Half a century ago, Belgian Zoologist Bernard Heuvelmans first codified cryptozoology in his book On the Track of Unknown Animals.

The Centre for Fortean Zoology (CFZ) are still on the track, and have been since 1992. But as if chasing unknown animals wasn't enough, we are involved in education, conservation, and good old-fashioned natural history! We already have three journals, the largest cryptozoological publishing house in the world, CFZtv, and the largest cryptozoological conference in the English-speaking world, but in January 2009 someone suggested that we started a daily online magazine! The CFZ bloggo is a collaborative effort by a coalition of members, friends, and supporters of the CFZ, and covers all the subjects with which we deal, with a smattering of music, high strangeness and surreal humour to make up the mix.

It is edited by CFZ Director Jon Downes, and subbed by the lovely Lizzy Bitakara'mire (formerly Clancy), scourge of improper syntax. The daily newsblog is edited by Corinna Downes, head administratrix of the CFZ, and the indexing is done by Lee Canty and Kathy Imbriani. There is regular news from the CFZ Mystery Cat study group, and regular fortean bird news from 'The Watcher of the Skies'. Regular bloggers include Dr Karl Shuker, Dale Drinnon, Richard Muirhead and Richard Freeman.The CFZ bloggo is updated daily, and there's nothing quite like it anywhere else. Come and join us...

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Sunday, February 01, 2009

GUEST BLOGGER TONY LUCAS: Bats put in the bite

Tony Lucas is one of our New Zealand representatives. We first published his work in the 2008 Yearbook when he wrote us an overview of New Zealand cryptozoology. New Zealand is a particularly fascinating place because of its zoological isolation from the rest of the world. Tony has a peculiar story to tell about bats...

The following news report appeared this morning reported by Newstalk ZB a national Radio station:

Bats attack in Rotorua
6:50AM Monday February 02, 2009
Source: Newstalk ZB

There are reports of bats attacking two men in Rotorua. Taxi driver Ngaia Monaham says two men jumped in her car near Amohia Street just after 3.00am Monday. She says they told a bizarre story of being attacked and bitten by bats. Monaham says she did not believe them at first but than noticed they had bite marks on their arms. She says she and another taxi driver went back to Amohia Street with a torch and found hundreds of bats flying around in the trees.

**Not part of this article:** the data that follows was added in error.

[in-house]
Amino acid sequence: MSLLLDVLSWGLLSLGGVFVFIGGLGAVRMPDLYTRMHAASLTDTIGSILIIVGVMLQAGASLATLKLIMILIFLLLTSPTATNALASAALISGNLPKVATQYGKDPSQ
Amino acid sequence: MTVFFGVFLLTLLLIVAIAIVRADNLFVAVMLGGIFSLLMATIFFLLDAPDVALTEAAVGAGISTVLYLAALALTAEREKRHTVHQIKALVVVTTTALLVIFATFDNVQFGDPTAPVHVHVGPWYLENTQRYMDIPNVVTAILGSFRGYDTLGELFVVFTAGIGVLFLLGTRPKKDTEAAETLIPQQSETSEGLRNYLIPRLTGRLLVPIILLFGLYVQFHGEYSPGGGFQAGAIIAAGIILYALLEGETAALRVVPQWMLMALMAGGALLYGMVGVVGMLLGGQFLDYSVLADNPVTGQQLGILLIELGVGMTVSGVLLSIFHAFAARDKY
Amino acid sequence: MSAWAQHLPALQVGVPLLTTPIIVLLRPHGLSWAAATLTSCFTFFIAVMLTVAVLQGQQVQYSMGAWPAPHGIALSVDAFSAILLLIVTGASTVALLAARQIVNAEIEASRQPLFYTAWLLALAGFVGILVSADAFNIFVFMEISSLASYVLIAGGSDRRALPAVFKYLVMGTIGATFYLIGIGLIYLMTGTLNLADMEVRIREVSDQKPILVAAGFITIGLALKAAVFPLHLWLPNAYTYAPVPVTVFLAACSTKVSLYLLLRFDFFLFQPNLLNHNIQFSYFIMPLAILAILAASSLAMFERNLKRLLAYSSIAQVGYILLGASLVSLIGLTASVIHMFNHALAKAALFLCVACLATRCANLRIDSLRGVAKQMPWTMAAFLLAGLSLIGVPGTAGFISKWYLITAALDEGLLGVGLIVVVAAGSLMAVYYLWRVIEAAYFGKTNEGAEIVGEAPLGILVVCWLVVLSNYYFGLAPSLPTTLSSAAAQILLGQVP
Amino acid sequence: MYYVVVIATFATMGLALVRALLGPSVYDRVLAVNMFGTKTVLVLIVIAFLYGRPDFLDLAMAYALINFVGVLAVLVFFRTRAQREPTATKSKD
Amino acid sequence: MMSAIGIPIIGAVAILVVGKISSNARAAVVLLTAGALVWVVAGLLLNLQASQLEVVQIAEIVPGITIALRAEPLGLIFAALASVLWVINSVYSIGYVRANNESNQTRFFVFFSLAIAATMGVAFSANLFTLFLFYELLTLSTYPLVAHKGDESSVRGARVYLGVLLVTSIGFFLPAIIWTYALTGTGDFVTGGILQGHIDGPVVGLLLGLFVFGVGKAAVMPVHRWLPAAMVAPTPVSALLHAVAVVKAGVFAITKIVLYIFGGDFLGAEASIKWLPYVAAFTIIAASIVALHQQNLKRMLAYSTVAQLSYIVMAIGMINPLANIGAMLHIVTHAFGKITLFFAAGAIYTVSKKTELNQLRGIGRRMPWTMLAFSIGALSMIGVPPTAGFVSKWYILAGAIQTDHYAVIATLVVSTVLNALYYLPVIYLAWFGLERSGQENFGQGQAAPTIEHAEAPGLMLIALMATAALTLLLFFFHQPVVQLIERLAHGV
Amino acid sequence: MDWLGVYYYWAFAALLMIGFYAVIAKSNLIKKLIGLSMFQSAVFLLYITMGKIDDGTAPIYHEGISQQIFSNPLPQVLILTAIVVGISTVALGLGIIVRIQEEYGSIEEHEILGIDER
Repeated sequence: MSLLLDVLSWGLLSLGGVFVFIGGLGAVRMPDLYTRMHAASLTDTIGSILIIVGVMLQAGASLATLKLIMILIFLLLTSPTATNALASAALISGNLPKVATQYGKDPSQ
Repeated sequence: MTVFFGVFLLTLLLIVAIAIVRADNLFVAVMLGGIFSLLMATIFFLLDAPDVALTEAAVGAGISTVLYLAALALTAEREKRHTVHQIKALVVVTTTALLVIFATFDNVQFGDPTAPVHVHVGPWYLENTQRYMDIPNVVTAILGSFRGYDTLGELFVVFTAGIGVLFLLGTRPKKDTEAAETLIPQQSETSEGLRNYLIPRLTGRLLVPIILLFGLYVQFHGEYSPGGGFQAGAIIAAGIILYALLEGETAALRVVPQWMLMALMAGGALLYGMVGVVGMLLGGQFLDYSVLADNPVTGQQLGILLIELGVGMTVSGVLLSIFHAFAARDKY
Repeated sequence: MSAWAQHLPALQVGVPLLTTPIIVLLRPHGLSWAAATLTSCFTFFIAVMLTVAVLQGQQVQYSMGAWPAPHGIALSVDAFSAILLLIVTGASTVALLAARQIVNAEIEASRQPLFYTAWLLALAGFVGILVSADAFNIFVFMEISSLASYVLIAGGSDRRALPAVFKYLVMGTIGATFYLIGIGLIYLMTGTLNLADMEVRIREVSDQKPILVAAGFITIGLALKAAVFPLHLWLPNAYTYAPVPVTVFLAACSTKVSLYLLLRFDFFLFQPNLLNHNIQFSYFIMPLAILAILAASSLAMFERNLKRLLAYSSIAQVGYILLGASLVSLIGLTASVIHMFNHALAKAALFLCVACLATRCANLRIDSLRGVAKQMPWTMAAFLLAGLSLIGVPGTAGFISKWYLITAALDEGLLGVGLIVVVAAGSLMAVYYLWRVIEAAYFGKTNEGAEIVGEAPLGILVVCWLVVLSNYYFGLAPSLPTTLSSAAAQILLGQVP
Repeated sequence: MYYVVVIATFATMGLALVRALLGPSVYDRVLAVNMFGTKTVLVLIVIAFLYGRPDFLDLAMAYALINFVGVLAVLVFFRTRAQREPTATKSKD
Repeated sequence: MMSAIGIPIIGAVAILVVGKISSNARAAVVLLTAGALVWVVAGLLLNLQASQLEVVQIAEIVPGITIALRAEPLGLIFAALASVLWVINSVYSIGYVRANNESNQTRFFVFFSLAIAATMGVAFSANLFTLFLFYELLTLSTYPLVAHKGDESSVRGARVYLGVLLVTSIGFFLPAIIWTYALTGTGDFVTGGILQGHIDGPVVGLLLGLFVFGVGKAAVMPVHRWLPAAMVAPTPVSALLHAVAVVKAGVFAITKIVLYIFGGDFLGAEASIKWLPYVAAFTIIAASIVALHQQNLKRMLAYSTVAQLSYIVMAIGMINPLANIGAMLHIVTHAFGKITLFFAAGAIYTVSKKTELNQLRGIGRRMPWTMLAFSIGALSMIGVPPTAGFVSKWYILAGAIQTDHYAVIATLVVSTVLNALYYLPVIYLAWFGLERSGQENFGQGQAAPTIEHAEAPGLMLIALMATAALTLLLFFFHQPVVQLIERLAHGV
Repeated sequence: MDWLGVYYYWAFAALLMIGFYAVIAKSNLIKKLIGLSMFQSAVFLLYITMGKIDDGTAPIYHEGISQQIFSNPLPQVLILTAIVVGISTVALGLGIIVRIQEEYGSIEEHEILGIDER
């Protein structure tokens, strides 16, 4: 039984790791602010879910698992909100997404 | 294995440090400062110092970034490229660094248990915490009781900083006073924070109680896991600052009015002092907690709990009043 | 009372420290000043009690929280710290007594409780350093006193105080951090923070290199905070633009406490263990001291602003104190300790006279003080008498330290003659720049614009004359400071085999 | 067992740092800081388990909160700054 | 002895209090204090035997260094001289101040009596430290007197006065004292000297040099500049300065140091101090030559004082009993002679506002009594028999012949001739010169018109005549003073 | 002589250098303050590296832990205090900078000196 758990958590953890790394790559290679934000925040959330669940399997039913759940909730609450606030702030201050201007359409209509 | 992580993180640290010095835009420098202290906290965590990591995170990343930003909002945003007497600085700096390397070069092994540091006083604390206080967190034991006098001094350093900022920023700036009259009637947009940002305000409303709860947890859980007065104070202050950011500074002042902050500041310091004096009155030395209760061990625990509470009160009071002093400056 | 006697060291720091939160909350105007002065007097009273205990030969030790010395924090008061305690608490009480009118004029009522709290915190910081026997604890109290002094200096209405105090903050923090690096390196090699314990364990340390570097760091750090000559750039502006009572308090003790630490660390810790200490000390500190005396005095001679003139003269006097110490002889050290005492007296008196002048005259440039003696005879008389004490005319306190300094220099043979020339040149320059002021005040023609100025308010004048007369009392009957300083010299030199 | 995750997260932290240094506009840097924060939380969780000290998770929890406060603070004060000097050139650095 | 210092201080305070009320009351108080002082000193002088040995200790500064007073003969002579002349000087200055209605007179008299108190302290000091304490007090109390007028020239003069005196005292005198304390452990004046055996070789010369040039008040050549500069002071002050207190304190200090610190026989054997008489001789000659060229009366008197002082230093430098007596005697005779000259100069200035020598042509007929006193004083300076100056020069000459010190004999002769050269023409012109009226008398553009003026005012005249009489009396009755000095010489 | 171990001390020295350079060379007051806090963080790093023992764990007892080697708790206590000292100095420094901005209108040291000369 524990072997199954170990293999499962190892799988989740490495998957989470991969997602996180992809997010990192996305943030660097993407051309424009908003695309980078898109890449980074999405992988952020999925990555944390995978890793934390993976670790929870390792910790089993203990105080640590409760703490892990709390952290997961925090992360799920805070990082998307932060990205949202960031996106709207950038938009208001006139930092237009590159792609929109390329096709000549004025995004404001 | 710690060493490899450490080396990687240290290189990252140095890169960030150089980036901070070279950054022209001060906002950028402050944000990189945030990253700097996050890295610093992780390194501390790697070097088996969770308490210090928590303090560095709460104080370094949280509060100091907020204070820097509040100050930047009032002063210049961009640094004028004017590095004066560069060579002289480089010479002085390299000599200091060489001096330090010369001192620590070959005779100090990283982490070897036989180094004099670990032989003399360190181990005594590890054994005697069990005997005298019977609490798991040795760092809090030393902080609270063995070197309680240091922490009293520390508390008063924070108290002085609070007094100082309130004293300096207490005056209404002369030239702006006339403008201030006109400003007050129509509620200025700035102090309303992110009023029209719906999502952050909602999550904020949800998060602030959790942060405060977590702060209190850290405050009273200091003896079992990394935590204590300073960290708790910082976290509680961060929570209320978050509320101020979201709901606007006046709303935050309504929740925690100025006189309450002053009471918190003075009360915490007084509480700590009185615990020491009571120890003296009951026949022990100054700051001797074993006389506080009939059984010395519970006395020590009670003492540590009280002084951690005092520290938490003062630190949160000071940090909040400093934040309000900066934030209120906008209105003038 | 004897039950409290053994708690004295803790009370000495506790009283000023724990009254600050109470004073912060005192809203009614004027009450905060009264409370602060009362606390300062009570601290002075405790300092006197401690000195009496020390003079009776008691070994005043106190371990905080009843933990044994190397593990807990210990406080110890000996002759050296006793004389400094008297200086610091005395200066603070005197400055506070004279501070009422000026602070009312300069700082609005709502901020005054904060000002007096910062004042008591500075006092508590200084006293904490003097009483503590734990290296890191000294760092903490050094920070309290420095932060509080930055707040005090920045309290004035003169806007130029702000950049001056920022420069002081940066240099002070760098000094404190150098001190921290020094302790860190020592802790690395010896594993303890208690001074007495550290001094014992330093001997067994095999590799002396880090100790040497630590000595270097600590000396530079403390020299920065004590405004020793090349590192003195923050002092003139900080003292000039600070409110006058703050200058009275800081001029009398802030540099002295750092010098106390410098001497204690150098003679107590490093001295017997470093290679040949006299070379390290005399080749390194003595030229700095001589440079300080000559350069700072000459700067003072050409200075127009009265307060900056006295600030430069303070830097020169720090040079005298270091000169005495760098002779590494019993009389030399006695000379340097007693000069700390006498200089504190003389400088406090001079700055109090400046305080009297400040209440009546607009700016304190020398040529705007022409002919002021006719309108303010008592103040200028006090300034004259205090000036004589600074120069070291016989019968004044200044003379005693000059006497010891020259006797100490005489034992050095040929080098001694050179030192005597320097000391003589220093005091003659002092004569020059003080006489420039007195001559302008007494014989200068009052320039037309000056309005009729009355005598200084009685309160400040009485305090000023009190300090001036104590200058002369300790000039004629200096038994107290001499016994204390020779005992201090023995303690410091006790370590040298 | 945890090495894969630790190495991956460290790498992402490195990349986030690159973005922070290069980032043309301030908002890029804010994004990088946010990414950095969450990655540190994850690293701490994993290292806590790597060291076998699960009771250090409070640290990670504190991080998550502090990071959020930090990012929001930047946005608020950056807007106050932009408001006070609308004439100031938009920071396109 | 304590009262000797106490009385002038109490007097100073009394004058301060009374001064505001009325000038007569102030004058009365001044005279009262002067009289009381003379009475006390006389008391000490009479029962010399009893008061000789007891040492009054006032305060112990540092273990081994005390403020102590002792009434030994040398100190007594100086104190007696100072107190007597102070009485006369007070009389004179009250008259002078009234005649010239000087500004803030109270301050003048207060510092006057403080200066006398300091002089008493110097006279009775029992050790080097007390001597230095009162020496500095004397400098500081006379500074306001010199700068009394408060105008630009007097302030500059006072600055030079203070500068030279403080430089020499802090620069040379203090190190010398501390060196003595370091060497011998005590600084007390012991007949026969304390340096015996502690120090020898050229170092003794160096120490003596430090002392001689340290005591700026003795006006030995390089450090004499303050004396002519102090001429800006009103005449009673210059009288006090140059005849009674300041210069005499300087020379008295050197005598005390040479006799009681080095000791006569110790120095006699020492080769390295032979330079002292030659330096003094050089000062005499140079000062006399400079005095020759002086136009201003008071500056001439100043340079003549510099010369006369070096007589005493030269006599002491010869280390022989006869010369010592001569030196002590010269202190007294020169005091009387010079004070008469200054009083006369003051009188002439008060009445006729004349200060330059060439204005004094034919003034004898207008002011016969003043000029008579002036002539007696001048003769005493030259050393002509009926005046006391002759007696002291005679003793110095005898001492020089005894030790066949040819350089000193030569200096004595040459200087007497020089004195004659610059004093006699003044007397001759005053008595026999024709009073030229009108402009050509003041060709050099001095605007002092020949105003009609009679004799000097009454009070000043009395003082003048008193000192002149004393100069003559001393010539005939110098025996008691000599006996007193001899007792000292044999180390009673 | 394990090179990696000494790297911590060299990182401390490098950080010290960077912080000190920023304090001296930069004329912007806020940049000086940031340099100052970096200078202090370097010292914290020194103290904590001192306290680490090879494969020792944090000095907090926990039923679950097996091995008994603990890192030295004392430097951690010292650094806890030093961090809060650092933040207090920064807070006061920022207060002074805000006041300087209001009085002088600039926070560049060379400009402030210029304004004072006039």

sourced from Newstalk ZB

I rang Newstalk ZB and was told that the matter had been referred to the Department of Conservation who were investigating the report. When I spoke to a representative of the Rotorua Department of Conservation he said that if the animals involved were bats, at this stage it would be like looking for a needle in a haystack.

The Bats are nocturnal and would not be echo locating and therefore hard to find with detectors.

They would have to wait until dusk to check the area with bat detectors and see if any results came up with anything. If there are bats in the area it would be highly unusual as it is not pristine bat habitat as they like forested areas which the location provided certainly does not provide.

They were however obliged to check it out.

New Zealand bats are realatively small and totally insectivorous, there are only two species of bat native to New Zealand, the third species that was here is now long extinct. The Short Tailed Bat - Mystacina tuberculata and Long Tailed Bat – Chalinolobus tuberculatus. Both are highly endangered and conservation efforts are currently in progress to try and save both species from extinction.

The bats weigh about 8-11 g and if these were bats I find it hard to conceive that they would do the damage to a human they are supposed to have done.

The DOC worker I spoke to seemed to be of the opinion that the whole incident was one of misidentification and was skeptical that bats were actually involved.

EDITOR'S NOTE: Wouldn't it be fantastic if it were the supposedly extinct species of bat....

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